Jonathan Molina-Garcia (b. 1989) is a Salvadoran-American, photo-based media artist residing in Dallas, Texas.

His projects are committed to experiments in sharing. A citizen of the third world and an American DREAMER, his work looks at various topical and social themes in national and sexual identity. Primarily a collage artist, his mediums of interest also include time-based actions - performance art and video documentation; book-making and labor crafts. 

He holds an MFA degree in Photography from the California Institute of the Arts (CalArts), and graduated with dual degrees in Photography and Art History from the University of North Texas.  Recent exhibitions include “In Sickness” at Texas Woman’s University and “Transmission Reentry” at the University of Texas, Dallas.  He is the recipient of the 2018 Nasher Microgrant and has been awarded various other developmental grants from organizations including the artist-run Art Tooth gallery, the Jack Kent Cooke Foundation, and The Dallas Museum of Art.

He is currently a visiting lecturer in photography at Southern Methodist University.

I am a Salvadoran-American, photo-based media artist working in the south.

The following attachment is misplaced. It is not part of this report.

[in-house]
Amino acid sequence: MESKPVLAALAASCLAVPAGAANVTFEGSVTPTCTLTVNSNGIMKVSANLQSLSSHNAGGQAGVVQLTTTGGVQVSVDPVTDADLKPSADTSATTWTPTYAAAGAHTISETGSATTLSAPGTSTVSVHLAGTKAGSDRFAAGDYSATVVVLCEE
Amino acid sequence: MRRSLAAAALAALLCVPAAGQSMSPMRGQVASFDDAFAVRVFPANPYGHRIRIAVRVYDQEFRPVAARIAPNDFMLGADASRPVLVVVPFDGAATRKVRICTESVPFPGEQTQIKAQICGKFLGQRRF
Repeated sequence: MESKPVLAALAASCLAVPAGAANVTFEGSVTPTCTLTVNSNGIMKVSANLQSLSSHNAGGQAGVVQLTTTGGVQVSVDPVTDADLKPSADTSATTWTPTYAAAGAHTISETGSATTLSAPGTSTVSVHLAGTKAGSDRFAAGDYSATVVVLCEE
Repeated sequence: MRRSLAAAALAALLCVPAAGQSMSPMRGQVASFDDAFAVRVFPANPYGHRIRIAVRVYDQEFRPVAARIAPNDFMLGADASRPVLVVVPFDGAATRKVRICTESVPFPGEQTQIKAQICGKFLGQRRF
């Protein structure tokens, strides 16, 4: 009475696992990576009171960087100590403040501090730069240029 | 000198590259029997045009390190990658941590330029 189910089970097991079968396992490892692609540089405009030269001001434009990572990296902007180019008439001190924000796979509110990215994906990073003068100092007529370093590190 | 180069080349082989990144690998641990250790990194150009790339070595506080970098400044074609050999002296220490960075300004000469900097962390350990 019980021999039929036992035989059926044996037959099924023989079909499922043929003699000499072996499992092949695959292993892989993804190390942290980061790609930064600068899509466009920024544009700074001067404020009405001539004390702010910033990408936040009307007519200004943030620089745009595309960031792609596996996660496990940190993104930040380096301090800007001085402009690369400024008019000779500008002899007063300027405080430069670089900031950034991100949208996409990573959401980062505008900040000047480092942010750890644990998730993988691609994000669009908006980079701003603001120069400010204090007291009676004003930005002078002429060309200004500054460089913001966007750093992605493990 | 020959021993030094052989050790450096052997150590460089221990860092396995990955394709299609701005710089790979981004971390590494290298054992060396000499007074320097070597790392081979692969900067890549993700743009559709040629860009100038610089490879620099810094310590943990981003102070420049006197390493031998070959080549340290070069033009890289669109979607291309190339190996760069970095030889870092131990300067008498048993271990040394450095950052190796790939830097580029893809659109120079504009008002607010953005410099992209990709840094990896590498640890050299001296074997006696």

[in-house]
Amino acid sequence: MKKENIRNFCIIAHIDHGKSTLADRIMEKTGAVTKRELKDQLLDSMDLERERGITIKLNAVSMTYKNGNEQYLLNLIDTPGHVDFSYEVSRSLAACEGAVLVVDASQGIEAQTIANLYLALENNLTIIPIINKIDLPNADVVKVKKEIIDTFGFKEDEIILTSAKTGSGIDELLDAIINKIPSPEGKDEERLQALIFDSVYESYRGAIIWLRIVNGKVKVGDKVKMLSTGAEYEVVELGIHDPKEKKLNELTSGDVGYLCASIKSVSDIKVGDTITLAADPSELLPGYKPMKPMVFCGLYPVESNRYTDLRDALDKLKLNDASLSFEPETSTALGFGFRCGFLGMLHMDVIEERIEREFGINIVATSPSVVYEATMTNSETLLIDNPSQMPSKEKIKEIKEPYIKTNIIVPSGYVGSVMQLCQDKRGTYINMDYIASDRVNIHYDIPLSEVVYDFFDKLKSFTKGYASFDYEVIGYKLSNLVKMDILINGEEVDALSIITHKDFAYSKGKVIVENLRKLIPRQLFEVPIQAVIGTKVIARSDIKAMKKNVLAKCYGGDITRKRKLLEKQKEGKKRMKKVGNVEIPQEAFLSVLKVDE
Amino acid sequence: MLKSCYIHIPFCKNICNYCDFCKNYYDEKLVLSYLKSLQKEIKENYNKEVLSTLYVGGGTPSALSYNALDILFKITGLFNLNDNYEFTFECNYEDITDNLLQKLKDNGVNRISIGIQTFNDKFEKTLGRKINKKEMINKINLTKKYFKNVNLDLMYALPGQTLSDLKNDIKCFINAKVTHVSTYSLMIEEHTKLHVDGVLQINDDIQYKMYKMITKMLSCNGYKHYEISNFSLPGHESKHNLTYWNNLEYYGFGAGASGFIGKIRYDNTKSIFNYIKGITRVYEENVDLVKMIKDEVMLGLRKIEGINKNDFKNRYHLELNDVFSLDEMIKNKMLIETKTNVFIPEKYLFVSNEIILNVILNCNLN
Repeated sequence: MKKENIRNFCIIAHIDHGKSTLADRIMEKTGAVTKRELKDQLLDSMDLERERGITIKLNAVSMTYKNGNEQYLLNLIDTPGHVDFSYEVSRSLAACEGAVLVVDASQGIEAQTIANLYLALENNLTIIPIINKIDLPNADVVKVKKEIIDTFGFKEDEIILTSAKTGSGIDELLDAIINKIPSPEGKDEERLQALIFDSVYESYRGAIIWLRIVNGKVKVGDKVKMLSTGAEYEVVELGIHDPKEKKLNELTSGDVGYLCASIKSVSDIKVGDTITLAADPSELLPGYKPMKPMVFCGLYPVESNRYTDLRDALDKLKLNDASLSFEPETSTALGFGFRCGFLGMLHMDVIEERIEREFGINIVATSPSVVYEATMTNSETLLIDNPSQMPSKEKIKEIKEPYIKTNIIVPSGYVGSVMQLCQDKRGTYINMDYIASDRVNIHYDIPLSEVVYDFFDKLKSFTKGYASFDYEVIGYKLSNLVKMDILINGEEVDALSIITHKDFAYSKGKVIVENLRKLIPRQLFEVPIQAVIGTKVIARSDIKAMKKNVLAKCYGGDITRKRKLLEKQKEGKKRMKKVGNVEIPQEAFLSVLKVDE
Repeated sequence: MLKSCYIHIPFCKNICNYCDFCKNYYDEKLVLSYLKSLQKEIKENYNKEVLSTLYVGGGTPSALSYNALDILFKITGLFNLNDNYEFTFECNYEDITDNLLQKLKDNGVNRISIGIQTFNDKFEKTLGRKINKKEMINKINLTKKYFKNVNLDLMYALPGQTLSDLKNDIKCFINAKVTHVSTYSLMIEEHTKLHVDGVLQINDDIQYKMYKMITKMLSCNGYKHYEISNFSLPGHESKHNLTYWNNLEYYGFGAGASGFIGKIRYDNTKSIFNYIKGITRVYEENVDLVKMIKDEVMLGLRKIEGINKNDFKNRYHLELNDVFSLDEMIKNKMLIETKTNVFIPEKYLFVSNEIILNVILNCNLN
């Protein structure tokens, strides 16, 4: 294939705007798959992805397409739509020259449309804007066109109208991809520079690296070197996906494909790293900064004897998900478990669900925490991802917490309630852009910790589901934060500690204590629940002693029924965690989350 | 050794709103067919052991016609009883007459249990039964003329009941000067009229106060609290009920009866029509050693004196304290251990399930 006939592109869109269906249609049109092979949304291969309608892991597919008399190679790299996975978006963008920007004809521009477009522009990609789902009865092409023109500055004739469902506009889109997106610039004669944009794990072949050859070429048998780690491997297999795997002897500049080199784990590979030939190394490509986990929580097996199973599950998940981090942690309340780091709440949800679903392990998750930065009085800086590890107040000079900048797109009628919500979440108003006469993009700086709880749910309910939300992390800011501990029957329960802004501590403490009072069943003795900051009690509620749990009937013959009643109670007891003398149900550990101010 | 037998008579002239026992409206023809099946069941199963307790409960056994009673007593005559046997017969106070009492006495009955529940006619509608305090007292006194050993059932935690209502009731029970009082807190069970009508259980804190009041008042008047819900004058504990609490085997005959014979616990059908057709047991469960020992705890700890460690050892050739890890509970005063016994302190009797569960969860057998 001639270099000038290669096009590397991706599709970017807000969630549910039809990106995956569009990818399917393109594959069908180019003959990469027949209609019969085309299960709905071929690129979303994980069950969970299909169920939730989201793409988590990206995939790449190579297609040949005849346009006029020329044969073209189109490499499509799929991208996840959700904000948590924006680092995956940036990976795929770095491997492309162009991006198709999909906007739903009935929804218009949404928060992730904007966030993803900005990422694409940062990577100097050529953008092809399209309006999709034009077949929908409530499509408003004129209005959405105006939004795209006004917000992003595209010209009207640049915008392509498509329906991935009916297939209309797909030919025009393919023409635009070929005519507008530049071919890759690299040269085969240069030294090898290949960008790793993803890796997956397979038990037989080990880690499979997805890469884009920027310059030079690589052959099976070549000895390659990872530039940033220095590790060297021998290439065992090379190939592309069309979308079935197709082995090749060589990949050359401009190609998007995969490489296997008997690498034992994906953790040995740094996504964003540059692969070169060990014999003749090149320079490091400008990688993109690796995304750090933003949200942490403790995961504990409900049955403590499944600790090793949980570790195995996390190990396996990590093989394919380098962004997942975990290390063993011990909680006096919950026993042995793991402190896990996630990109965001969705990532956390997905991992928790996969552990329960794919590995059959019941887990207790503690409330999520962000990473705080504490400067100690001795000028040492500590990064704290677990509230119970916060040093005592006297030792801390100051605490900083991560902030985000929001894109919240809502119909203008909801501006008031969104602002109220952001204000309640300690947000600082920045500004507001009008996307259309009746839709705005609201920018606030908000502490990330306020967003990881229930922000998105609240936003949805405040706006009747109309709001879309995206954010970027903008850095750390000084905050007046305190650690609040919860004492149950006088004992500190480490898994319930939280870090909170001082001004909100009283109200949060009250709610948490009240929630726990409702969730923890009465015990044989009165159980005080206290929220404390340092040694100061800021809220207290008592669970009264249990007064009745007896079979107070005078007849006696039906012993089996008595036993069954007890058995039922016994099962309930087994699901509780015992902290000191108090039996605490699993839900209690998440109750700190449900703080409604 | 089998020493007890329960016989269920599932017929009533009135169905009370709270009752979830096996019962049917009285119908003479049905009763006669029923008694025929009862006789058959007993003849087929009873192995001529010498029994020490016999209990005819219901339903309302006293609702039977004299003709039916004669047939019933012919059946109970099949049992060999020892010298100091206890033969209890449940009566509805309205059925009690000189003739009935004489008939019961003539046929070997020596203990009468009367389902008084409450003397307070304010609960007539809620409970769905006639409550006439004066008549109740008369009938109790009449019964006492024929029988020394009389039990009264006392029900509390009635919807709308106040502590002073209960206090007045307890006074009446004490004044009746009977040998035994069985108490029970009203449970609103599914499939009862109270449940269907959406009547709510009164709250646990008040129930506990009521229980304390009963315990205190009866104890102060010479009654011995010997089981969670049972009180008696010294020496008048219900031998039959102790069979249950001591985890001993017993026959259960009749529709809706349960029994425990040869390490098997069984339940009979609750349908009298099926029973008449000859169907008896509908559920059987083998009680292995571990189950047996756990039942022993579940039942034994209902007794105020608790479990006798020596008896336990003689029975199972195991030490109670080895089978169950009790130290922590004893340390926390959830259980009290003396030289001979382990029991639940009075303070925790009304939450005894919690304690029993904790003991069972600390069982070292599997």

The bulk of my work uses collage processes in image production, including conventional photomontages and image transfers, but extends to photo environments and tactile encounters with technology. Materiality and hand labor are major components in my projects, as they provide opportunities to consider how images influence a person’s body, psychology, and politics.

My treatment of the camera explores its criminal or fugitive potential; how it can counterfeit reality or deceive an audience. To that end, I am interested in how subjects deemed criminal themselves articulate their social realities through duplicitous mediums. Criminality, in this instance, would be anything that confers an aberrant legal or political status, like being undocumented, various disabilities, gender nonconformity. The targets of critique in my projects are often institutions and local episodes that perpetuate violence and civic inequity; therefore, my projects intend to facilitate community reparation and healing.